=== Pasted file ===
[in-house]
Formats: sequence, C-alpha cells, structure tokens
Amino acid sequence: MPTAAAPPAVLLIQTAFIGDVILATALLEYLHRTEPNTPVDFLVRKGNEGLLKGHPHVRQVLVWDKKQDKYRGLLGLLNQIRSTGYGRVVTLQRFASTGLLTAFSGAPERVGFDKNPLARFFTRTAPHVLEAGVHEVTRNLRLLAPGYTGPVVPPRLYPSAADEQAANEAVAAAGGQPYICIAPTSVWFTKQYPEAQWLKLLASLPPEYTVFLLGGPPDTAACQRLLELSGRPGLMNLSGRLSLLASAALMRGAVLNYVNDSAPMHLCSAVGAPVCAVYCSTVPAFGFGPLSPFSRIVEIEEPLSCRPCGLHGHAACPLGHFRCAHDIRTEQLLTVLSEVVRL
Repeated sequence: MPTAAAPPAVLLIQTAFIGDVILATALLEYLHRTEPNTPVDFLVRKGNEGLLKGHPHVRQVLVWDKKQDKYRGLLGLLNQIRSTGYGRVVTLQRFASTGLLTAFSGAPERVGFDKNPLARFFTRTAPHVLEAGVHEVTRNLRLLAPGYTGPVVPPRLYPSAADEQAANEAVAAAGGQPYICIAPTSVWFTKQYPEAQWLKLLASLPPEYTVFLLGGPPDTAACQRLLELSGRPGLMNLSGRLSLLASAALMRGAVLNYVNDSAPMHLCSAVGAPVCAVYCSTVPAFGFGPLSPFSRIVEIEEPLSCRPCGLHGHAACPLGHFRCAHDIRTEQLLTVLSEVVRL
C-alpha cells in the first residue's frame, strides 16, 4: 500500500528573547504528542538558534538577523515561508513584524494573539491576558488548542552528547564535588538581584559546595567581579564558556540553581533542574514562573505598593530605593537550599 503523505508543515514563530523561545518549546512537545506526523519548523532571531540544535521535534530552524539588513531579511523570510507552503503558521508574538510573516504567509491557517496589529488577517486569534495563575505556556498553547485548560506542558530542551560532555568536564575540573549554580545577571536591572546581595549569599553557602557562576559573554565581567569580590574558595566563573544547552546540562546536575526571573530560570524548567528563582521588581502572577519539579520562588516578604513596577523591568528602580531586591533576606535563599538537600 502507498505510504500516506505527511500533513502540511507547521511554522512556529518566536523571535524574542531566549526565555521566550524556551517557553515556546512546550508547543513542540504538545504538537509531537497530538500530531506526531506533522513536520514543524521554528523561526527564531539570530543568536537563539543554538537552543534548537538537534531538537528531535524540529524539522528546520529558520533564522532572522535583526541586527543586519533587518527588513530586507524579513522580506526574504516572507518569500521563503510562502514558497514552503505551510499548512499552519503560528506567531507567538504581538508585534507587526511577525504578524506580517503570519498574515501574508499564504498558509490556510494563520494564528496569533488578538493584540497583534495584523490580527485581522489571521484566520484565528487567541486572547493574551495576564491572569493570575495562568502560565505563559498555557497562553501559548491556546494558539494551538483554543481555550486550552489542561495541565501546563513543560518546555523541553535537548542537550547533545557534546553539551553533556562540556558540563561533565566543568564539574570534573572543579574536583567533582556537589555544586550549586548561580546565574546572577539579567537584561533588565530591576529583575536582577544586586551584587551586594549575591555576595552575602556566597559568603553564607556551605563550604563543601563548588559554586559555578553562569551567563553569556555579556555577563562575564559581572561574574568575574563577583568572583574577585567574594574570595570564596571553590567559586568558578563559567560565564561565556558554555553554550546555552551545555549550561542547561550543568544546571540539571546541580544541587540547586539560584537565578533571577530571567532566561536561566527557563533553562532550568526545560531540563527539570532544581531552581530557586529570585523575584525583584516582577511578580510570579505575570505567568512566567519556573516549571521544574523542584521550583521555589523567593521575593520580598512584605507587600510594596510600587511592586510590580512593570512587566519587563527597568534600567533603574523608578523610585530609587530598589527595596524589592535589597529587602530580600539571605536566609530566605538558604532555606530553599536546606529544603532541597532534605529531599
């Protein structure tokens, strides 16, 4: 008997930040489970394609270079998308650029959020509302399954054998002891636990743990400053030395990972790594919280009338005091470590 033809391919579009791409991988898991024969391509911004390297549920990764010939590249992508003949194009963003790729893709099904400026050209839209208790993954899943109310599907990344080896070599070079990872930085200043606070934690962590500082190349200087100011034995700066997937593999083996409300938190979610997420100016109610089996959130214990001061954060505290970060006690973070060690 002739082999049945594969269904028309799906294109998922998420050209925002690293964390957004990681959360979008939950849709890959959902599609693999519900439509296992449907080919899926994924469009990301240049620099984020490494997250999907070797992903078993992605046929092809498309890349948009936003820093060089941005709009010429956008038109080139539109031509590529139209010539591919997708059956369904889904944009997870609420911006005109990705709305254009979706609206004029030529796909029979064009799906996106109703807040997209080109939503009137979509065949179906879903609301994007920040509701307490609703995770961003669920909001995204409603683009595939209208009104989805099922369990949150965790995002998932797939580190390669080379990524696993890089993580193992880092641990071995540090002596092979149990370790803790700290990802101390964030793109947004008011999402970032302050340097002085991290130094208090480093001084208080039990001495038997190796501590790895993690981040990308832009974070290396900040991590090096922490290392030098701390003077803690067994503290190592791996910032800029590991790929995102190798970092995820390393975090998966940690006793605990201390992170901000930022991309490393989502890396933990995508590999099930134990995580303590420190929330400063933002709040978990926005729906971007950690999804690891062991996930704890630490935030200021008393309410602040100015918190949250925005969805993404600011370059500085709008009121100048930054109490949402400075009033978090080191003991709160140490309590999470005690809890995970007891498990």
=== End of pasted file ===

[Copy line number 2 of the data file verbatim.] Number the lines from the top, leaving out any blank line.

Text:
Formats: sequence, C-alpha cells, structure tokens